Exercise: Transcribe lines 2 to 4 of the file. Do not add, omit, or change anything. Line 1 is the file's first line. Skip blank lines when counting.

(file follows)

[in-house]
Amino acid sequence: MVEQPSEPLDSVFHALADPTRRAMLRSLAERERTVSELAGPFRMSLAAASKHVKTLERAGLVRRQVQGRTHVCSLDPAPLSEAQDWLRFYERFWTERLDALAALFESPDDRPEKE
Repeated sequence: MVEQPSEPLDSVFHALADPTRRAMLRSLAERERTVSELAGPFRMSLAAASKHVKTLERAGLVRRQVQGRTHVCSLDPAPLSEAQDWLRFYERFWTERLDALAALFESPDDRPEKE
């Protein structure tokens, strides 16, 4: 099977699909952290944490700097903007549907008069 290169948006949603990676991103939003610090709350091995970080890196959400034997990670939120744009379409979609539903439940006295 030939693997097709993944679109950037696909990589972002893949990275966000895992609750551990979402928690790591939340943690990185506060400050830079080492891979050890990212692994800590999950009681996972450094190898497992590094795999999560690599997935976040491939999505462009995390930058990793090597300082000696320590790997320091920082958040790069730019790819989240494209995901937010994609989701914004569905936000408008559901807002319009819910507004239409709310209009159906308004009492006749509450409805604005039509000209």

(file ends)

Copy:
Amino acid sequence: MVEQPSEPLDSVFHALADPTRRAMLRSLAERERTVSELAGPFRMSLAAASKHVKTLERAGLVRRQVQGRTHVCSLDPAPLSEAQDWLRFYERFWTERLDALAALFESPDDRPEKE
Repeated sequence: MVEQPSEPLDSVFHALADPTRRAMLRSLAERERTVSELAGPFRMSLAAASKHVKTLERAGLVRRQVQGRTHVCSLDPAPLSEAQDWLRFYERFWTERLDALAALFESPDDRPEKE
């Protein structure tokens, strides 16, 4: 099977699909952290944490700097903007549907008069 290169948006949603990676991103939003610090709350091995970080890196959400034997990670939120744009379409979609539903439940006295 030939693997097709993944679109950037696909990589972002893949990275966000895992609750551990979402928690790591939340943690990185506060400050830079080492891979050890990212692994800590999950009681996972450094190898497992590094795999999560690599997935976040491939999505462009995390930058990793090597300082000696320590790997320091920082958040790069730019790819989240494209995901937010994609989701914004569905936000408008559901807002319009819910507004239409709310209009159906308004009492006749509450409805604005039509000209």